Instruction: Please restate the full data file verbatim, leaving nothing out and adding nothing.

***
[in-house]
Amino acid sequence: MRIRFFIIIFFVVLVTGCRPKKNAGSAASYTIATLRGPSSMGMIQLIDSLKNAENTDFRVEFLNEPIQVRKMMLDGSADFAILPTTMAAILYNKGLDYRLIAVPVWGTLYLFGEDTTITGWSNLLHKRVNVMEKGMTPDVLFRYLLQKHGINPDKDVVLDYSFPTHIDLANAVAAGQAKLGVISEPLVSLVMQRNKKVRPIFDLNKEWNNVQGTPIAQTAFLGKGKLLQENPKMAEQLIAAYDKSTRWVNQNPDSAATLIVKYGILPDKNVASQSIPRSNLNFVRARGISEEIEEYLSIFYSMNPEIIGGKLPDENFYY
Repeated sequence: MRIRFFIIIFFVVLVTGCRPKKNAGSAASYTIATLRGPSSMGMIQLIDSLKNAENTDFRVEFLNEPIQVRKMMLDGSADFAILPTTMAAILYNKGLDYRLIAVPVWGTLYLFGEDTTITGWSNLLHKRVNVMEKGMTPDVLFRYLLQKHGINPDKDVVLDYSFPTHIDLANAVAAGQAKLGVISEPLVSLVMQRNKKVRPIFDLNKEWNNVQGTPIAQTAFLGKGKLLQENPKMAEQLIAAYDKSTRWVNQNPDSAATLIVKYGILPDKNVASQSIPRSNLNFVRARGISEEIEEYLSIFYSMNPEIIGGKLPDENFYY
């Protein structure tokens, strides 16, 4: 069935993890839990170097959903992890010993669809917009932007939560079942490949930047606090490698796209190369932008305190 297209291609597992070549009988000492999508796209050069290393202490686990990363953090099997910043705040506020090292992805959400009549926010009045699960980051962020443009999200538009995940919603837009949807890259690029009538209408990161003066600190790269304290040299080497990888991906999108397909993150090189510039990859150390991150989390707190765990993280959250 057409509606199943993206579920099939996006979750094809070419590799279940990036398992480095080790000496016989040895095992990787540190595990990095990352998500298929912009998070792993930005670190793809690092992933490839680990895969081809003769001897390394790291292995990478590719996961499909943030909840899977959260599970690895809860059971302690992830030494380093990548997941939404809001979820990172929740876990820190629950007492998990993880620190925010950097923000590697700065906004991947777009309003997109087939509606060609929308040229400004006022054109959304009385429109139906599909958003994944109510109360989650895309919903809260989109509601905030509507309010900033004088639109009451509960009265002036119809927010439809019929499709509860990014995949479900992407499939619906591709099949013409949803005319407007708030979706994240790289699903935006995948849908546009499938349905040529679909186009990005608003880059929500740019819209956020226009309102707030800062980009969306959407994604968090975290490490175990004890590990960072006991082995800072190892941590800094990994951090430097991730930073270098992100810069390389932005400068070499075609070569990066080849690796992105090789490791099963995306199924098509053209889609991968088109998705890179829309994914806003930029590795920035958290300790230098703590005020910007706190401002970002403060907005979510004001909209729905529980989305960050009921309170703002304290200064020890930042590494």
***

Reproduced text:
[in-house]
Amino acid sequence: MRIRFFIIIFFVVLVTGCRPKKNAGSAASYTIATLRGPSSMGMIQLIDSLKNAENTDFRVEFLNEPIQVRKMMLDGSADFAILPTTMAAILYNKGLDYRLIAVPVWGTLYLFGEDTTITGWSNLLHKRVNVMEKGMTPDVLFRYLLQKHGINPDKDVVLDYSFPTHIDLANAVAAGQAKLGVISEPLVSLVMQRNKKVRPIFDLNKEWNNVQGTPIAQTAFLGKGKLLQENPKMAEQLIAAYDKSTRWVNQNPDSAATLIVKYGILPDKNVASQSIPRSNLNFVRARGISEEIEEYLSIFYSMNPEIIGGKLPDENFYY
Repeated sequence: MRIRFFIIIFFVVLVTGCRPKKNAGSAASYTIATLRGPSSMGMIQLIDSLKNAENTDFRVEFLNEPIQVRKMMLDGSADFAILPTTMAAILYNKGLDYRLIAVPVWGTLYLFGEDTTITGWSNLLHKRVNVMEKGMTPDVLFRYLLQKHGINPDKDVVLDYSFPTHIDLANAVAAGQAKLGVISEPLVSLVMQRNKKVRPIFDLNKEWNNVQGTPIAQTAFLGKGKLLQENPKMAEQLIAAYDKSTRWVNQNPDSAATLIVKYGILPDKNVASQSIPRSNLNFVRARGISEEIEEYLSIFYSMNPEIIGGKLPDENFYY
């Protein structure tokens, strides 16, 4: 069935993890839990170097959903992890010993669809917009932007939560079942490949930047606090490698796209190369932008305190 297209291609597992070549009988000492999508796209050069290393202490686990990363953090099997910043705040506020090292992805959400009549926010009045699960980051962020443009999200538009995940919603837009949807890259690029009538209408990161003066600190790269304290040299080497990888991906999108397909993150090189510039990859150390991150989390707190765990993280959250 057409509606199943993206579920099939996006979750094809070419590799279940990036398992480095080790000496016989040895095992990787540190595990990095990352998500298929912009998070792993930005670190793809690092992933490839680990895969081809003769001897390394790291292995990478590719996961499909943030909840899977959260599970690895809860059971302690992830030494380093990548997941939404809001979820990172929740876990820190629950007492998990993880620190925010950097923000590697700065906004991947777009309003997109087939509606060609929308040229400004006022054109959304009385429109139906599909958003994944109510109360989650895309919903809260989109509601905030509507309010900033004088639109009451509960009265002036119809927010439809019929499709509860990014995949479900992407499939619906591709099949013409949803005319407007708030979706994240790289699903935006995948849908546009499938349905040529679909186009990005608003880059929500740019819209956020226009309102707030800062980009969306959407994604968090975290490490175990004890590990960072006991082995800072190892941590800094990994951090430097991730930073270098992100810069390389932005400068070499075609070569990066080849690796992105090789490791099963995306199924098509053209889609991968088109998705890179829309994914806003930029590795920035958290300790230098703590005020910007706190401002970002403060907005979510004001909209729905529980989305960050009921309170703002304290200064020890930042590494």